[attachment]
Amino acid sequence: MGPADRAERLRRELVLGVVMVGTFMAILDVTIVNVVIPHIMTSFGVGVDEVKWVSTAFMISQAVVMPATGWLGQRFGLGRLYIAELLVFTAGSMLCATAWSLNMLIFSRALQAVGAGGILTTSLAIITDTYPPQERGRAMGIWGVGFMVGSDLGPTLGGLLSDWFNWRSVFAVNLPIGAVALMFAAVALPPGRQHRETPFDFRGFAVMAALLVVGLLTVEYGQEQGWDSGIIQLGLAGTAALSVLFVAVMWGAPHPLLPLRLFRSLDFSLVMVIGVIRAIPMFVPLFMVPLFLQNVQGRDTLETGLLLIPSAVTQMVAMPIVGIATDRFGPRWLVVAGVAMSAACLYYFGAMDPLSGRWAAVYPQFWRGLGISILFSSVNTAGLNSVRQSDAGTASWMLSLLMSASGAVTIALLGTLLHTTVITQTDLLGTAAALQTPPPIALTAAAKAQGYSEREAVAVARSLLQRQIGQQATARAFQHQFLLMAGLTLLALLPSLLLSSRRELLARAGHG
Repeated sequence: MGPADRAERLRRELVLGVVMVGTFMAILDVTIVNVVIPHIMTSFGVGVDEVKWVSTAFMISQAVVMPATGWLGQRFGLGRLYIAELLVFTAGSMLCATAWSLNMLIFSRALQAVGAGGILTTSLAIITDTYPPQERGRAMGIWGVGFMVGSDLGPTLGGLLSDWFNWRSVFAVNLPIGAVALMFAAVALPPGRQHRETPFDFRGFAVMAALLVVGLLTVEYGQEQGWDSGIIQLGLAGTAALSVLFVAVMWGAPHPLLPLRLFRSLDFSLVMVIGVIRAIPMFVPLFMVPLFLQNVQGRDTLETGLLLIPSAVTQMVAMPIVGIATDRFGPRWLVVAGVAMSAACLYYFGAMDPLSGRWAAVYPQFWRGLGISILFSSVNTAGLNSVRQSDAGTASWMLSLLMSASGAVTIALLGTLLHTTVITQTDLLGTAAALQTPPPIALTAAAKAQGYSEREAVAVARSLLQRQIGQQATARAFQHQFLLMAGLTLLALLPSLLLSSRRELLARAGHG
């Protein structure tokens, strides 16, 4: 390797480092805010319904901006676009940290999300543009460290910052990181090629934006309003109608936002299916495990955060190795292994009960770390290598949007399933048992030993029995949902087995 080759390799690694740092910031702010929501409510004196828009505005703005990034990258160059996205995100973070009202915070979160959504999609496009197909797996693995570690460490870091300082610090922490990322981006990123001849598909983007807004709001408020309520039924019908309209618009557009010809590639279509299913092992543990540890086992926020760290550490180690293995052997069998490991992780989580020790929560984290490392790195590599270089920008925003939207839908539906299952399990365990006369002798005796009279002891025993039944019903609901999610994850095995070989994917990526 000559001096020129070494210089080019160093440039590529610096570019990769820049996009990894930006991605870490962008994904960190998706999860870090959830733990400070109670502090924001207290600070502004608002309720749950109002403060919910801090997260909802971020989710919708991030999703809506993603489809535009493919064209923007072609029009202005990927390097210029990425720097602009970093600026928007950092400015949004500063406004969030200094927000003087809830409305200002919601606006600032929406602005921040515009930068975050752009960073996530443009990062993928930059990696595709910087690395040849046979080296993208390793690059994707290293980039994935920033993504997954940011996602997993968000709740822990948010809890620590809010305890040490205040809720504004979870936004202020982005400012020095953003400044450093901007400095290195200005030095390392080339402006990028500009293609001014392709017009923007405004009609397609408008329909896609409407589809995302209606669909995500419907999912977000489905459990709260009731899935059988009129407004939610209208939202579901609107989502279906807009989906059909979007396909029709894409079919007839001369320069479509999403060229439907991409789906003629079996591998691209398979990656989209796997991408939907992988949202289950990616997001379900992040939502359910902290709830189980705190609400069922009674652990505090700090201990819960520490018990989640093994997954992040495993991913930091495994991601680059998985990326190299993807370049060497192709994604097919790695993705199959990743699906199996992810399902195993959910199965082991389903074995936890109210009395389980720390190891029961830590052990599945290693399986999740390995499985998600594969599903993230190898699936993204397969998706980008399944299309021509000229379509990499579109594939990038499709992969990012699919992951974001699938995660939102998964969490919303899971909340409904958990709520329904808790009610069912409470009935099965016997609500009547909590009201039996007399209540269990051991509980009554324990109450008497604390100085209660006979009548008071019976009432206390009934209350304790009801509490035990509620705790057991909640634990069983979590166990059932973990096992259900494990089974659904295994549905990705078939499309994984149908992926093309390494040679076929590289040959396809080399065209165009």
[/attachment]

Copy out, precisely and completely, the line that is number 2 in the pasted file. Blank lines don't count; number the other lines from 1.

Repeated sequence: MGPADRAERLRRELVLGVVMVGTFMAILDVTIVNVVIPHIMTSFGVGVDEVKWVSTAFMISQAVVMPATGWLGQRFGLGRLYIAELLVFTAGSMLCATAWSLNMLIFSRALQAVGAGGILTTSLAIITDTYPPQERGRAMGIWGVGFMVGSDLGPTLGGLLSDWFNWRSVFAVNLPIGAVALMFAAVALPPGRQHRETPFDFRGFAVMAALLVVGLLTVEYGQEQGWDSGIIQLGLAGTAALSVLFVAVMWGAPHPLLPLRLFRSLDFSLVMVIGVIRAIPMFVPLFMVPLFLQNVQGRDTLETGLLLIPSAVTQMVAMPIVGIATDRFGPRWLVVAGVAMSAACLYYFGAMDPLSGRWAAVYPQFWRGLGISILFSSVNTAGLNSVRQSDAGTASWMLSLLMSASGAVTIALLGTLLHTTVITQTDLLGTAAALQTPPPIALTAAAKAQGYSEREAVAVARSLLQRQIGQQATARAFQHQFLLMAGLTLLALLPSLLLSSRRELLARAGHG